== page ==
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The Justice Department today announced an agreement with the City of Des Plaines, Illinois, to resolve allegations that the City violated the Religious Land Use and Institutionalized Persons Act of 2000 (RLUIPA) when it denied a rezoning application to allow The Society of American Bosnians and Herzegovinans (SABAH), a Bosnian Muslim religious organization, to use a vacant building as a mosque.
The agreement resolves a lawsuit the Department filed in September 2015, after conducting an investigation into the City’s zoning and land use practices. A separate agreement resolving a similar lawsuit brought by SABAH has also been reached.
The United States’ complaint alleged that the City discriminated against SABAH on the basis of religion or religious denomination by treating land use applications by non-Muslim religious groups better than it treated SABAH’s on the basis of parking requirements and tax-exempt status, and that the City departed from its normal practices and procedures in the treatment and denial SAHAB’s request. The United States also alleged that the City’s denial imposed a substantial burden on SABAH’s religious exercise without serving a compelling governmental interest using the least restrictive means and that the City treated SAHAH on less than equal terms with similarly situated nonreligious groups, including a school and cultural center.
On February 26, 2017, the United States District Court for the Northern District of Illinois ruled that the United States’ claims should proceed to trial, and found that the City misapplied its zoning laws by imposing higher parking standards on SABAH than on non-Muslim religious groups, and that the City did not use the least restrictive means to address purported concerns it had with SABAH’s request.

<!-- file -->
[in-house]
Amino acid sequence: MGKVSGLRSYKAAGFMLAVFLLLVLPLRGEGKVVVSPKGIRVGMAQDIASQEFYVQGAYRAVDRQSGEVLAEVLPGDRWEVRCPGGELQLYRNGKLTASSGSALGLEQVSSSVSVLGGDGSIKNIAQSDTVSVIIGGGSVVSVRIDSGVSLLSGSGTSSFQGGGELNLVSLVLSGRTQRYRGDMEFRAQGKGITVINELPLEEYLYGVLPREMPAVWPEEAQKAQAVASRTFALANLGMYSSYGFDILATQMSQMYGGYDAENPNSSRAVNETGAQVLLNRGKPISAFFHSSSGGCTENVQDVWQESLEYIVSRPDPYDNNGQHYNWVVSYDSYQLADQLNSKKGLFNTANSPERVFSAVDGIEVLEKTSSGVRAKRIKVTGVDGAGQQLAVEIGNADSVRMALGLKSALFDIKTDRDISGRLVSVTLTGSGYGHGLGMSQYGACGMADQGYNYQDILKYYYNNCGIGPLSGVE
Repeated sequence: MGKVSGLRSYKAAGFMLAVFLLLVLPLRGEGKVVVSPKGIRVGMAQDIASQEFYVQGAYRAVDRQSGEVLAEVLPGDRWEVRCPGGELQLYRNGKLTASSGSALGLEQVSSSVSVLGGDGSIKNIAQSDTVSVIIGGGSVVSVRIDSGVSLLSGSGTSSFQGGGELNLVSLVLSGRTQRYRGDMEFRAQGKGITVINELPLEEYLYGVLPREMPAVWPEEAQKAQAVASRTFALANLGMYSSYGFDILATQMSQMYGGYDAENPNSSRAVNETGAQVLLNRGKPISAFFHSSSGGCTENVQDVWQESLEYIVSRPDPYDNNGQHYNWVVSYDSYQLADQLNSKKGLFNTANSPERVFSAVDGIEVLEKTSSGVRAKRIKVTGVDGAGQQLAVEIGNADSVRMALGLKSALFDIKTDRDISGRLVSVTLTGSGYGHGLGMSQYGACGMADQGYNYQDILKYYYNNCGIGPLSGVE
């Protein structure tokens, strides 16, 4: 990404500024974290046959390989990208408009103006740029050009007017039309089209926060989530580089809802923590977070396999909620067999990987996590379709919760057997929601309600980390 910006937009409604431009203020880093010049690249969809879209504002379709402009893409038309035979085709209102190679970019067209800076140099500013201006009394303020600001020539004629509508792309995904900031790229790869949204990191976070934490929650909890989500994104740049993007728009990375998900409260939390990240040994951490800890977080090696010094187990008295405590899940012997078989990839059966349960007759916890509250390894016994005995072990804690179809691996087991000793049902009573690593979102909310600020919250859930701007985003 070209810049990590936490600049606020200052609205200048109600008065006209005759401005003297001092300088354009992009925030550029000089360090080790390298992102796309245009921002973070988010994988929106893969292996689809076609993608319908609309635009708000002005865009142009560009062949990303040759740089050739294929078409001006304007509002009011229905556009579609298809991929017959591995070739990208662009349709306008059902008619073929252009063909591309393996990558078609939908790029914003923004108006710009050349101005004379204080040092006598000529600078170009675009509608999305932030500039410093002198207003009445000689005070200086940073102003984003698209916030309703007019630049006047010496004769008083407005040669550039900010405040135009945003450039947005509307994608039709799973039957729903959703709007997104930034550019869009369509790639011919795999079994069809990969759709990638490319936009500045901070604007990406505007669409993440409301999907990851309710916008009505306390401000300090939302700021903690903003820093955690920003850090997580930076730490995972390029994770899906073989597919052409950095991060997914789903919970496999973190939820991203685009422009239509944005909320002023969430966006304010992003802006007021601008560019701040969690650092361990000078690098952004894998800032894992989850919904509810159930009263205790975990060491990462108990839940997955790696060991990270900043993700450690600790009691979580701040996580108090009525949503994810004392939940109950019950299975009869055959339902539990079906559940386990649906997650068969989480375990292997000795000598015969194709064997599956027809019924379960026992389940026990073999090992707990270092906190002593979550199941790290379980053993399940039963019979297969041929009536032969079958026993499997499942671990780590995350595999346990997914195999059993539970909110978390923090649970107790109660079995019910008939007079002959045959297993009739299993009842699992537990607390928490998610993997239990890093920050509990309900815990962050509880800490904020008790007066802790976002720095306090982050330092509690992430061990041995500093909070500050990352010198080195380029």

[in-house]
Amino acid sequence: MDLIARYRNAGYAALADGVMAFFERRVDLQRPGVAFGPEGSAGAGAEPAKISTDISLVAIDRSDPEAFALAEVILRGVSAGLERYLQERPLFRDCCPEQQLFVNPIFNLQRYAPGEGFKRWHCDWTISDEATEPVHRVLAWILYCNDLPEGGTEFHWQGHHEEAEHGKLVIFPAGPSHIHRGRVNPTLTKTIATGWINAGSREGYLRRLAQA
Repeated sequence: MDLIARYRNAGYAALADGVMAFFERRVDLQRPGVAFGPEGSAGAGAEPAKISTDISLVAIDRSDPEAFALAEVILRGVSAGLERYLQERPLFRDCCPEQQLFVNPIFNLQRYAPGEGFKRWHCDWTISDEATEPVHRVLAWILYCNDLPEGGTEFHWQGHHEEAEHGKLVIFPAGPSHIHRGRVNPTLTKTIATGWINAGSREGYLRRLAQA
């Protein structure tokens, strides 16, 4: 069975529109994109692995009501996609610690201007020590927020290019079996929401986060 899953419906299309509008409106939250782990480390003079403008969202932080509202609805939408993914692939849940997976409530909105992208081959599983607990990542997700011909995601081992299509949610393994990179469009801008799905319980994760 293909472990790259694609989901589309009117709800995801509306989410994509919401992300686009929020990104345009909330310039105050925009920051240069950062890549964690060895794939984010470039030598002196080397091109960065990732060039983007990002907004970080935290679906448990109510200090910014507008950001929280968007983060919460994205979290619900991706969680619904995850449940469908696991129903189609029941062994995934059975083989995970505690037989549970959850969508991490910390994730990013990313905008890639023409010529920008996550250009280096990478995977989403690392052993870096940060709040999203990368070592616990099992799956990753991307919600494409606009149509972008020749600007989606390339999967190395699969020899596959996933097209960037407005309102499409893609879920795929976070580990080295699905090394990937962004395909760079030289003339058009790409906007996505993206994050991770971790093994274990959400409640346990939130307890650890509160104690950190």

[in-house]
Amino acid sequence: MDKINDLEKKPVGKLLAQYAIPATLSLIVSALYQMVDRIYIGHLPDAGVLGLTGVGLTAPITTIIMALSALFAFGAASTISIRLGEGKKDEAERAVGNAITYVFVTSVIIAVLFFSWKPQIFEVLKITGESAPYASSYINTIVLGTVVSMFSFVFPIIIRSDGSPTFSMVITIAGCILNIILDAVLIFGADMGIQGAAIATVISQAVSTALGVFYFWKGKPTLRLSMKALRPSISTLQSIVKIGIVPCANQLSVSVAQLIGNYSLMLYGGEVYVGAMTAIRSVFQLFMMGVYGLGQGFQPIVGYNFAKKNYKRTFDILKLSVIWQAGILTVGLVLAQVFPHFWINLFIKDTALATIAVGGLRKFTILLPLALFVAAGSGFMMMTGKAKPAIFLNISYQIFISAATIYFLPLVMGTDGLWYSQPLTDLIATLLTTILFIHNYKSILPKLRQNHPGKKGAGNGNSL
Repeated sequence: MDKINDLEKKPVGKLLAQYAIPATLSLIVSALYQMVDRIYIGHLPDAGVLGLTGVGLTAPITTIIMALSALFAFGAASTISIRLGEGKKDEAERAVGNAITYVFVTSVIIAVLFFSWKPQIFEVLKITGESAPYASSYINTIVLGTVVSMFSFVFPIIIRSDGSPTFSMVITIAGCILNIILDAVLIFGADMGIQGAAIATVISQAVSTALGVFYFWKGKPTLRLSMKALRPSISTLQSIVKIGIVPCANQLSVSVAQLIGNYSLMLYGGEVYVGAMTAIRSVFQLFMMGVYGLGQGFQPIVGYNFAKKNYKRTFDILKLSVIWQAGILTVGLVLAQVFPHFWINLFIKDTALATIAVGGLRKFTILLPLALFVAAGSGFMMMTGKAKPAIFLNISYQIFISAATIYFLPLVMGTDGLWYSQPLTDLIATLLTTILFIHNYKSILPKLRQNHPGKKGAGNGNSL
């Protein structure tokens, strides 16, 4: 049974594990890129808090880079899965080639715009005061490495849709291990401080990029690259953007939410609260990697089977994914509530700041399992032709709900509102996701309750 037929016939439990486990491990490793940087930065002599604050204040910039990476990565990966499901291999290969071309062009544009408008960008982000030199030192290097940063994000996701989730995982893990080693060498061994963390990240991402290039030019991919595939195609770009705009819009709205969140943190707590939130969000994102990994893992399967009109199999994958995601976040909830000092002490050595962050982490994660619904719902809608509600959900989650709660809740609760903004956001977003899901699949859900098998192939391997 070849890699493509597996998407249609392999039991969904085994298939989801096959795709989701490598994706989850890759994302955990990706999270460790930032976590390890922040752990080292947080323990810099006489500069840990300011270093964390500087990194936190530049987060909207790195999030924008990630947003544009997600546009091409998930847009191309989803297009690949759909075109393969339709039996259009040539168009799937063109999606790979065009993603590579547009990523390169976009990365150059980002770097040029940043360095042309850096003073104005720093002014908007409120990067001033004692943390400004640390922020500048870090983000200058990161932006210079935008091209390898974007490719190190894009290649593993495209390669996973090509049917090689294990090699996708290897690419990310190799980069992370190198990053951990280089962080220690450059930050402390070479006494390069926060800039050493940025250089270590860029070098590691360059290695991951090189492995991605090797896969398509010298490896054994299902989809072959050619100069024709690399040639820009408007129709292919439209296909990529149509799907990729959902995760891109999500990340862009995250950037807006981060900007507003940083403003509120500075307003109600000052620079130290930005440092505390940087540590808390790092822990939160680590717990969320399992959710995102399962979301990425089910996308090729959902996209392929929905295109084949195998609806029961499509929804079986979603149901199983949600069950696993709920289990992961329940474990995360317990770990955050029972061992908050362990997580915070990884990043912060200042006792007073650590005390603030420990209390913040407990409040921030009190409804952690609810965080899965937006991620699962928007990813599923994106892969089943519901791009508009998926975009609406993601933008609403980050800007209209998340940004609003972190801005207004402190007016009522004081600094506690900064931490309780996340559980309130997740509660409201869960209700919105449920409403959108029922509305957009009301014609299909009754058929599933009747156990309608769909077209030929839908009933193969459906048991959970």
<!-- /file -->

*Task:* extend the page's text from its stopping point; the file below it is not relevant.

As part of the agreement, the City of Des Plaines will abide by RLUIPA in its determinations involving religious land use requests, and has agreed to provide training on the requirements of RLUIPA to its officials and employees, and to publicize its non-discrimination policies, among other remedial measures.
“Religious freedom is a fundamental right that belongs to all persons and religious groups in the United States,” said Acting Assistant Attorney General Tom Wheeler of the Justice Department’s Civil Rights Division. “The Department of Justice’s Civil Rights Division will remain vigilant in its enforcement of federal law protecting the rights of religious communities to build and use property for religious worship.”
“Religious freedom is a fundamental right, and we will not tolerate the unlawful use of zoning or land use restrictions to infringe on that right,” said Joel R. Levin, Acting U.S. Attorney of the Northern District of Illinois. “The U.S. Attorney’s Office will continue to safeguard the rights of religious groups to establish houses of worship without fear of discriminatory zoning or land use practices.
RLUIPA prohibits discrimination on the basis of religion in land use and zoning decisions. Persons who believe they have been subjected to such discrimination in land use or zoning decisions may contact the U.S. Department of Justice Civil Rights Division at (800) 896-7743 and, in the Northern District of Illinois, they may also call the Unite States Attorney’s Office of Civil Rights Hotline at (855) 281-3339.